See also Smith v. United States, 508 U.S. 223, 246, 113 S.Ct. 2050, 124 L.Ed.2d 138 (1993) (Scalia, J., dissenting) ("Even if the reader does not consider the issue to be as clear as [we] do, he must at least acknowledge, [we] think, that it is eminently debatable — and that is enough, under the rule of lenity, to require finding for [defendants] here.").
Only two other circuits seem to have addressed the precise question whether § 924(c)(1) authorizes multiple convictions for a single use of a single firearm based on multiple predicate offenses, and both have applied the rule of lenity. In United States v. Wilson, 160 F.3d 732 (D.C. Cir. 1998), the defendant was convicted of killing a witness in violation of 18 U.S.C. § 1512, first degree murder while armed in violation of D.C. CODE §§ 22-2401, -3202, and two counts of § 924(c)(1). Noting that it had already found § 924(c)(1) ambiguous in the converse factual situation of multiple § 924(c)(1) convictions based on a single predicate offense, the court applied the rule of lenity. Wilson, 160 F.3d at 749 (citing United States v. Anderson, 59 F.3d 1323, 1333 (D.C. Cir. 1995) (en banc)). The court deemed this reasoning "no less applicable where a single use of a gun results in more than one offense," and therefore applied the rule of lenity to these facts as well. Id.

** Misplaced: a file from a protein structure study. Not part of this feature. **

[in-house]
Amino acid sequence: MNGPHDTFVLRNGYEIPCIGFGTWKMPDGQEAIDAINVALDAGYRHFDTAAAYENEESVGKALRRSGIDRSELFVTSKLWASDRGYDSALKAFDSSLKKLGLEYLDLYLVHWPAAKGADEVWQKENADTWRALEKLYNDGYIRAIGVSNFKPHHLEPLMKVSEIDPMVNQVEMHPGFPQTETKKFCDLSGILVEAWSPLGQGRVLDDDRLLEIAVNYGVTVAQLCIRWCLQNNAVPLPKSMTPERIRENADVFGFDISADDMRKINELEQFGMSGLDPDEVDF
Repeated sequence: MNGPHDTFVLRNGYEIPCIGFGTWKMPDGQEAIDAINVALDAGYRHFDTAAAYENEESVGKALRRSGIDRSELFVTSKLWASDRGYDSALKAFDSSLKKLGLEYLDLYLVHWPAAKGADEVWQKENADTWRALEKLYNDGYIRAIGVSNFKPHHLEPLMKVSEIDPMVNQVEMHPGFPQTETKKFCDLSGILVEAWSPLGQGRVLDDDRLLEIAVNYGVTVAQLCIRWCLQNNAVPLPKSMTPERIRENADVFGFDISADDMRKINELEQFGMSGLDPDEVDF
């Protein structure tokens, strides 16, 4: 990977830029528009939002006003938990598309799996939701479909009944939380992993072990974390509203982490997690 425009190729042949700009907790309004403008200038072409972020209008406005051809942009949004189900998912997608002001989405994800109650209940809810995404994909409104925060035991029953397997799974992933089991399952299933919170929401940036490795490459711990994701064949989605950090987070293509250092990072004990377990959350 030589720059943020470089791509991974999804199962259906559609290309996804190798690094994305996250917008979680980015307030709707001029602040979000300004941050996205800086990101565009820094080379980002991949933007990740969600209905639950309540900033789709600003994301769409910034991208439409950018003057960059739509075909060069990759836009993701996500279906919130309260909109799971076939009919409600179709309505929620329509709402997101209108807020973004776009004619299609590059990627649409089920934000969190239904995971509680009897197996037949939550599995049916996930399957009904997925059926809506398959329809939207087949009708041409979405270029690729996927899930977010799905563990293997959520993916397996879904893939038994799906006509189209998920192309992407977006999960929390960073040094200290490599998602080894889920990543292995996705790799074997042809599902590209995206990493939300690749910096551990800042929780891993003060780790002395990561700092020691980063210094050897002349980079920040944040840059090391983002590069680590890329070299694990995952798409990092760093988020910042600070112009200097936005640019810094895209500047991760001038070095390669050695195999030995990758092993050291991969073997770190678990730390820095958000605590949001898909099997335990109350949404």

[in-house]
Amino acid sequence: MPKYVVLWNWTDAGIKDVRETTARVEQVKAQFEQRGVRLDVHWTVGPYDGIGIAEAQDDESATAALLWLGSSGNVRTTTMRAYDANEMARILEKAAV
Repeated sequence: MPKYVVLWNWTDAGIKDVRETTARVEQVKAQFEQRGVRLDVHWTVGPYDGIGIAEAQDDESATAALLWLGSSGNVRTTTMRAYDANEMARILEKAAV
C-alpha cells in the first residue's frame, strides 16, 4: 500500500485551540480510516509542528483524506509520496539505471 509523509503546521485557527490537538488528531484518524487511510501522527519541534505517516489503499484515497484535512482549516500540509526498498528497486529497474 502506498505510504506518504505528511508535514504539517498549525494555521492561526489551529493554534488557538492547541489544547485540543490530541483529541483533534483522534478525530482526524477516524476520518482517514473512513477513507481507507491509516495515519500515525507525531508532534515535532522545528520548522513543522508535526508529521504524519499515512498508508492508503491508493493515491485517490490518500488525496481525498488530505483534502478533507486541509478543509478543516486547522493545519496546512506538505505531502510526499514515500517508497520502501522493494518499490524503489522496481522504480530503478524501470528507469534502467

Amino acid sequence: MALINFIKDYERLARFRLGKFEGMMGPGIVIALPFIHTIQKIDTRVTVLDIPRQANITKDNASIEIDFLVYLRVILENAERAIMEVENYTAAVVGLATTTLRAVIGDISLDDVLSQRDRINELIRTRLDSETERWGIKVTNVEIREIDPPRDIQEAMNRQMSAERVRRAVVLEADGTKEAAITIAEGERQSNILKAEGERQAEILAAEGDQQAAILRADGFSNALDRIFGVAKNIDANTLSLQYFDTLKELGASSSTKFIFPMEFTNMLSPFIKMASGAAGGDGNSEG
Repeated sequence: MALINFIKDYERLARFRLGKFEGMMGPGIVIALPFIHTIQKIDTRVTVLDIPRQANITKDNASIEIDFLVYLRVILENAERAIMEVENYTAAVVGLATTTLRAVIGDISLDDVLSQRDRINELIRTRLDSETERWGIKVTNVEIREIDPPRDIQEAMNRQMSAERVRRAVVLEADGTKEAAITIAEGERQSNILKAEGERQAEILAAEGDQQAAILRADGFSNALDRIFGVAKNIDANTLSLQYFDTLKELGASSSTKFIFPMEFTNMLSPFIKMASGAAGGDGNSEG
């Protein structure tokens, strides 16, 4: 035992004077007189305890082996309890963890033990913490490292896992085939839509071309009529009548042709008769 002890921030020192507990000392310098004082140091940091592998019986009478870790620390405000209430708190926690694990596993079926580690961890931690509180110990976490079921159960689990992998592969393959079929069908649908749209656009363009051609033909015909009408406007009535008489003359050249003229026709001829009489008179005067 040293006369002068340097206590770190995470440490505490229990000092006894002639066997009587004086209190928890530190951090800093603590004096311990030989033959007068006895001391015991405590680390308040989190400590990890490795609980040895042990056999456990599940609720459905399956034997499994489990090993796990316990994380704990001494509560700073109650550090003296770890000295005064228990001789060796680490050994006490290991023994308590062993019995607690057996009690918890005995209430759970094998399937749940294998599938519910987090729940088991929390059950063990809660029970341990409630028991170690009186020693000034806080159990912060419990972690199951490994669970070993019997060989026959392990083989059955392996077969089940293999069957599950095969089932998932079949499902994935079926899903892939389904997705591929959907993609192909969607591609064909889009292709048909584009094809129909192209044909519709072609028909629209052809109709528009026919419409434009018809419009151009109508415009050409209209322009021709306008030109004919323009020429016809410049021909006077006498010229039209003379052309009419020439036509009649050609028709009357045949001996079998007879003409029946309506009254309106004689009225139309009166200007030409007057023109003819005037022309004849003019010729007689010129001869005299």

Two Tenth Circuit cases appear, on their facts, to uphold multiple § 924(c)(1) convictions for a single use of a single firearm based on multiple predicate offenses. See United States v. Romero, 122 F.3d 1334 (10th Cir. 1997); United States v. Floyd, 81 F.3d 1517 (10th Cir. 1996). In neither case, though, did the court directly address the question. Instead, Romero addressed whether a second § 924(c)(1) conviction in the same criminal proceeding is a "second or subsequent" conviction under § 924(c)(1)(C), Romero, 122 F.3d at 1343-44, and Floyd, 81 F.3d at 1526-27, addressed the constitutional double jeopardy question.